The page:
Notebook, 1993-

MATERIALS & METHODS - Painting - Oil Painting

Characteristics - Painting Methods - Materials and Equipment - Manufacture - Protection of the Picture

Supports and Grounds

- Standard Masonite Presdwood

Standard Masonite Presdwood (Masonite Corporation) used in the building trades is a hard composition board made of wood fibers pressed with heat. No binder is added, the particles being held together by the natural adhesives in the wood. It can be obtained in sizes up to 4 by 8 feet and in thicknesses of 1/8" and 1/4". The 1/8-inch thickness is most usually employed, because larger panels made of 1/4-inch sheets when placed erect will bend of their own weight. It does not crack and has a very small expansion and contraction rate. Furthermore, it is inexpensive compared to almost any other support material.

The untempered material is light brown in color and is to be preferred to panels known as tempered Presdwood. The tempered material contains oily additions to the wood fibers, which make the panel more weather resistant but less apt to hold priming coats well.

The chief disadvantage of Presdwood is its tendency to dent and shred at the edges and corners when the unprotected panel is subjected to rough handling. The weight of the picture painted on Masonite is sometimes an inconvenience, especially if it is of substantial size--for example, 48 by 60 inches--and must be transported.

Lumber dealers sell other brands of hardboard that resemble the Standard Masonite Presdwood in color and size. However, many untempered hardboard products are considerably less absorbent than the Masonite and often seem to have a glassy resinous material mixed with the wood fibers or sprayed on the surface of the finished panel. If the Masonite Presdwood is not available and a substitute hardboard is used, its surface should be well sandpapered to insure as good a bond as possible between the panel and the ground coating which is to be applied.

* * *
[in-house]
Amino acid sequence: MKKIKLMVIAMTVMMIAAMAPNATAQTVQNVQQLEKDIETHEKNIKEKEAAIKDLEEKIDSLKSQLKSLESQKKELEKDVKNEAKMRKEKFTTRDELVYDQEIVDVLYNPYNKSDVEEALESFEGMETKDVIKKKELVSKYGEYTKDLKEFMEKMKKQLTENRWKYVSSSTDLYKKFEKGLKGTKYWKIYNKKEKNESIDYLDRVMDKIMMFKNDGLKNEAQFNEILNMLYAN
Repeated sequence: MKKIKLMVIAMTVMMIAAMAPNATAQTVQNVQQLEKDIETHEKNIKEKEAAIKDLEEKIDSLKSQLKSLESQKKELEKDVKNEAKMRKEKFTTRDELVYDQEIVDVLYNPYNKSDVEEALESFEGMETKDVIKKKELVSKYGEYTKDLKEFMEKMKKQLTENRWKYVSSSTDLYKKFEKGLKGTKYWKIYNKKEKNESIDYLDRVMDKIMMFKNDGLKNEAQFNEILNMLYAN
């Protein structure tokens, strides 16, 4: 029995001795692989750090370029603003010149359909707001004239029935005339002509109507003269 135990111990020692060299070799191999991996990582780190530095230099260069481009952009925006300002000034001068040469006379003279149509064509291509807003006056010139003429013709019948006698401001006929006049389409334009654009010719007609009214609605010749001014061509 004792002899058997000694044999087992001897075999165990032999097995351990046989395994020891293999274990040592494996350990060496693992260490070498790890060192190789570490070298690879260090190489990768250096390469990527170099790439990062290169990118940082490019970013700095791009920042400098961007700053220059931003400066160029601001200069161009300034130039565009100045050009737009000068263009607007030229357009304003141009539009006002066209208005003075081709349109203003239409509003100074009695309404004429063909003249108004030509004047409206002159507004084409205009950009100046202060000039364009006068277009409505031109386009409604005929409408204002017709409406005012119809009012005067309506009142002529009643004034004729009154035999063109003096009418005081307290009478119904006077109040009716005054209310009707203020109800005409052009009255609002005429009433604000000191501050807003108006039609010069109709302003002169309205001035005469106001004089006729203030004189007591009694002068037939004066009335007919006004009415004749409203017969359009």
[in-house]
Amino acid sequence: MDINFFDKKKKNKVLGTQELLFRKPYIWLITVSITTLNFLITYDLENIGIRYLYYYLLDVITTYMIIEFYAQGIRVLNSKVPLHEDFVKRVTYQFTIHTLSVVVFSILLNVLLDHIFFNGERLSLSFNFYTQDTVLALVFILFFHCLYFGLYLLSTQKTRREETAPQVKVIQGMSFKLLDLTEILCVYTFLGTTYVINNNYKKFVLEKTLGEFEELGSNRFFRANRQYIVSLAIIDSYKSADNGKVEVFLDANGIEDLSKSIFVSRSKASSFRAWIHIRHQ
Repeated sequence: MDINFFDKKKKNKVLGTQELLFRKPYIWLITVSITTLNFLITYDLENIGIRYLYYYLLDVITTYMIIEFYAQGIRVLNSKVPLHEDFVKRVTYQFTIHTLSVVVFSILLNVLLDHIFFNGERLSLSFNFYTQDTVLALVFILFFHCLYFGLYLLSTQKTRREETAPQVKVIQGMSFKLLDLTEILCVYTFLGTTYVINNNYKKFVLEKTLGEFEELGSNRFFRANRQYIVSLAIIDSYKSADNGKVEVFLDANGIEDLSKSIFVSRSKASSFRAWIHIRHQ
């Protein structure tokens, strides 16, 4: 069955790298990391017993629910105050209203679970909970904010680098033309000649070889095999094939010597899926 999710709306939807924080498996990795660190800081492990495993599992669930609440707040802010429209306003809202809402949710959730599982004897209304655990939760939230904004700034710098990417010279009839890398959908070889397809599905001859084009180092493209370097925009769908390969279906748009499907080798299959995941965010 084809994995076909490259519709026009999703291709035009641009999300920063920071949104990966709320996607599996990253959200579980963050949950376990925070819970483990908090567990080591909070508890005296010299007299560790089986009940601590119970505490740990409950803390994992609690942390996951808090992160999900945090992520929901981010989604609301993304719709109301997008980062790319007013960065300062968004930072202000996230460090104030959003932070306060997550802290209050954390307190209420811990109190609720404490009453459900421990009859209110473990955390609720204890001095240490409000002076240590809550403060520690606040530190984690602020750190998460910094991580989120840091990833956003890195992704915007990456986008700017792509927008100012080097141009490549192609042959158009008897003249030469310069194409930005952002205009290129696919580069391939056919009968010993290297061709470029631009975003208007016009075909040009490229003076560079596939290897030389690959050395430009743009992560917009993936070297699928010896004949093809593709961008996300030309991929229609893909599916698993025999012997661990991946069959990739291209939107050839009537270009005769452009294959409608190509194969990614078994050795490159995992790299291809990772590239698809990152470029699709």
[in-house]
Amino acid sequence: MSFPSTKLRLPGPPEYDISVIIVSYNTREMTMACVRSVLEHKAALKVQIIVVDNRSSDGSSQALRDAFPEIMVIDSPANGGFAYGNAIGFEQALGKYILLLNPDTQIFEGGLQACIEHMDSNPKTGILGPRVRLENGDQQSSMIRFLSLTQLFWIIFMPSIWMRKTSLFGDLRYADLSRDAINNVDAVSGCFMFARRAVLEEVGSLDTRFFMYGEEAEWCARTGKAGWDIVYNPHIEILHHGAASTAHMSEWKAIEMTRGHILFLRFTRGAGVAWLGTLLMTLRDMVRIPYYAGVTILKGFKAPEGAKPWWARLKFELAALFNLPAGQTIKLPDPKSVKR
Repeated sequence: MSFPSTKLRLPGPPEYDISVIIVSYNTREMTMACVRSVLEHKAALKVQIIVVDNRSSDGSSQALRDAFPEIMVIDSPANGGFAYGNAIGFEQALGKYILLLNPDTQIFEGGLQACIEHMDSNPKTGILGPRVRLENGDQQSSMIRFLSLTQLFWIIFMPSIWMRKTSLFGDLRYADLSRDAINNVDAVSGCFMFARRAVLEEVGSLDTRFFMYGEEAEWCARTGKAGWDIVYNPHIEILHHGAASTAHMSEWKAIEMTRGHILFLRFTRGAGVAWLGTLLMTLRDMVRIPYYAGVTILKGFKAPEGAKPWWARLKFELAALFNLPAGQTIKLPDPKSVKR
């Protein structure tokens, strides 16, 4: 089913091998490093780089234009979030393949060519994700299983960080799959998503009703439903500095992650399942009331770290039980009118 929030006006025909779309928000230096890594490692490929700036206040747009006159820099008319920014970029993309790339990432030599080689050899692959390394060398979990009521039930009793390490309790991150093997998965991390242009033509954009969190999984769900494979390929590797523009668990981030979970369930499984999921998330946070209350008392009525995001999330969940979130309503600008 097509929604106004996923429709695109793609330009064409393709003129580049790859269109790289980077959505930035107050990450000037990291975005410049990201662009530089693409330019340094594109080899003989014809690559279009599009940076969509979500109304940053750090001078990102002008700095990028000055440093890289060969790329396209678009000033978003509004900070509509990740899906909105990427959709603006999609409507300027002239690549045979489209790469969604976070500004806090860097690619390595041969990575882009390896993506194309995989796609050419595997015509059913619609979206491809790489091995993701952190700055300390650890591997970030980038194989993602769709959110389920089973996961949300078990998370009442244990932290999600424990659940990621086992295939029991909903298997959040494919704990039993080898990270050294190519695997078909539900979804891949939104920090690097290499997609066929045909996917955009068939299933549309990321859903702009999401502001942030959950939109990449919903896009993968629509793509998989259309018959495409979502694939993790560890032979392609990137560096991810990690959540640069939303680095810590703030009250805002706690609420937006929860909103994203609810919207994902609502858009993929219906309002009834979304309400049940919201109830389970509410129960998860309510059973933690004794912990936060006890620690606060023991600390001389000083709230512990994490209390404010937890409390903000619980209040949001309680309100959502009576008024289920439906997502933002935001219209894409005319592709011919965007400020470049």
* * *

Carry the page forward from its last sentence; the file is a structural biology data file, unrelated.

Larger sizes (over 24 by 30 inches) of Presdwood panels should be braced with strips of wood glued along the four edges of the back of the panel; cross pieces may be added. The braces should be attached with glue, such as a hot hide glue or a cold polyvinyl acetate glue, never with nails or screws. Ordinary "C" clamps may be used to hold the strips overnight while the glue hardens. Contact cement can be used without clamps.

In actual practice many painters often omit the bracing until the picture has been completed. Then they brace the paintings that they consider successful, or they rely on the purchaser to have the panel cradled. However, the best practice is to brace the panel before it warps, even before the ground is on its surface. [pp. 114-115]

[Kay, Reed. The Painter's Guide to Studio Methods and Materials. Englewood Cliffs, NJ: Prentice-Hall, Inc., 1983.]



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